Outstanding Graham Tawny Ports

March 5th, 2018

5 Graham Tawnies from left to right - under 10, 10, 20, 30, 40!
5 Graham Tawnies from left to right – under 10, 10, 20, 30, 40!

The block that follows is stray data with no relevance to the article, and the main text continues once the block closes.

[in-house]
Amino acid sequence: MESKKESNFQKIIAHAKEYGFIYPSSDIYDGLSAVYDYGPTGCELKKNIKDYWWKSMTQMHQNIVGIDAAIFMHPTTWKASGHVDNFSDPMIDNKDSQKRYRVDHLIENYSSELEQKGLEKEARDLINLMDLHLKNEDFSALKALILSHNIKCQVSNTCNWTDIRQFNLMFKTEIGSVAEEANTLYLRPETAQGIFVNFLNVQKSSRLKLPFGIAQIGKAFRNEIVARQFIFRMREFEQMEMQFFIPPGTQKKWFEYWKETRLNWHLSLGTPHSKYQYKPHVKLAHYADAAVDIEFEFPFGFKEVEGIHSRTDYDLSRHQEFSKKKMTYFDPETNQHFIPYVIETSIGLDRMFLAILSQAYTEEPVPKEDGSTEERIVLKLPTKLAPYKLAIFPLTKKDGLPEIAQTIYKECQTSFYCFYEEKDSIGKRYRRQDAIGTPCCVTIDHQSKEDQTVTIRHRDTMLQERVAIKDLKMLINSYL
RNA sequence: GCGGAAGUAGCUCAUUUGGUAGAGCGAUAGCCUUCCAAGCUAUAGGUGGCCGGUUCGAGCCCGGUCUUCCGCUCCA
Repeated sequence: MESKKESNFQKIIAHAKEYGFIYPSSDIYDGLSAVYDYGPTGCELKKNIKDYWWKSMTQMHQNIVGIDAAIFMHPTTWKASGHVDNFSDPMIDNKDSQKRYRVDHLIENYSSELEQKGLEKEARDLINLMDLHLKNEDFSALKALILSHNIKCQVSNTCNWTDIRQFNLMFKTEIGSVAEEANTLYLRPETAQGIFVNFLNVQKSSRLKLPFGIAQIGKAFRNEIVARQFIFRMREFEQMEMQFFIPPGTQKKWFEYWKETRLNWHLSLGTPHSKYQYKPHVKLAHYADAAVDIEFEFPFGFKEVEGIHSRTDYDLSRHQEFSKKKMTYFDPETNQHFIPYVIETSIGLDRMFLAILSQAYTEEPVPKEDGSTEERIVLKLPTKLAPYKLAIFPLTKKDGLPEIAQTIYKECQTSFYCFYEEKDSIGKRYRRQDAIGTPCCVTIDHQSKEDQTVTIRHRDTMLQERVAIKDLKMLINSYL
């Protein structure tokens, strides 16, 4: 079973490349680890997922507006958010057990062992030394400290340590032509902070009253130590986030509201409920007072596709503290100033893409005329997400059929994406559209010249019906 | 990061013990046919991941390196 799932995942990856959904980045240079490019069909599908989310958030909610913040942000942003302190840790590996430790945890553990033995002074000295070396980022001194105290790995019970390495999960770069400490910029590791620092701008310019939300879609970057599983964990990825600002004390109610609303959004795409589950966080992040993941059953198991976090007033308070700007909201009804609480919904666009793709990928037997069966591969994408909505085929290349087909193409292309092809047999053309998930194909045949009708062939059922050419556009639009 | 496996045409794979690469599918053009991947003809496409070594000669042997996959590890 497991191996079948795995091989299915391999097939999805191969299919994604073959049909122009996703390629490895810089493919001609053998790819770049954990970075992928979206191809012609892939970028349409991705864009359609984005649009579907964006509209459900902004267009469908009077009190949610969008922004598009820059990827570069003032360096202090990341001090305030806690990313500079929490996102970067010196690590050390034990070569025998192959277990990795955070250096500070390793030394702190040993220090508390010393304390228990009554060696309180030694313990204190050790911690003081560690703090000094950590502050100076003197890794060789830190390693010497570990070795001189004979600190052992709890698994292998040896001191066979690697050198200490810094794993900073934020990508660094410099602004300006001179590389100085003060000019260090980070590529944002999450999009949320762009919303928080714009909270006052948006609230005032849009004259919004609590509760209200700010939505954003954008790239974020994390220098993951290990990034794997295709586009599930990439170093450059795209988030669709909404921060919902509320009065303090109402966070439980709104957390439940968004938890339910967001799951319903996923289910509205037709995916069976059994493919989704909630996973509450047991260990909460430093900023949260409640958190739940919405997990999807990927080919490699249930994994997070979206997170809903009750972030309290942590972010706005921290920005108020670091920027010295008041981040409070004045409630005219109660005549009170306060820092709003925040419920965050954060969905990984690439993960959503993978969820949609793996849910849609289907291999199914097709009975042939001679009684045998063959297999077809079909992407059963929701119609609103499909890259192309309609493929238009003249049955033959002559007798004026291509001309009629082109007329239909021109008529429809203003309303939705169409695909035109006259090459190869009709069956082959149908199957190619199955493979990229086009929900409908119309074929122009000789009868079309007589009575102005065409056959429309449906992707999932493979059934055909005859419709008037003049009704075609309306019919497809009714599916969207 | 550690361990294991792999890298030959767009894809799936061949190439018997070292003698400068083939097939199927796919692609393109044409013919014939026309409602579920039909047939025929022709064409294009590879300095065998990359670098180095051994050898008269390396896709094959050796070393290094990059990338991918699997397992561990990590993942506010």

Ports were very prominent (and impressive) at the 40th Vancouver International Wine Festival in 2018. One trade seminar showed the magic of the exciting new 2015 Vintage Ports from 8 producers, another tasted key vintages of Dow as well as 2 single Quinta ports, and The Fladgate Partnership highlighted 5 decades of history by Taylor & Fonseca. This last one was presented by David Guimaraens head winemaker as a true masterclass on Vintage Port starting with 1977 (maturing as the finest in the seventies with 1970) followed by 1985 (outstanding Fonseca best of the decade), 1997 (browning from a hot year but yields were down 30% with Taylor still having that typical firm grip and Fonseca the big deep fruit), 2003 (clean pure spirit now being used so shows fruit better earlier on in Taylor) and 2011 (young well balanced explosive fruit with tannins). Fun to try in the tasting room for comparison the also lovely elegant 1985 Warre Vintage Port.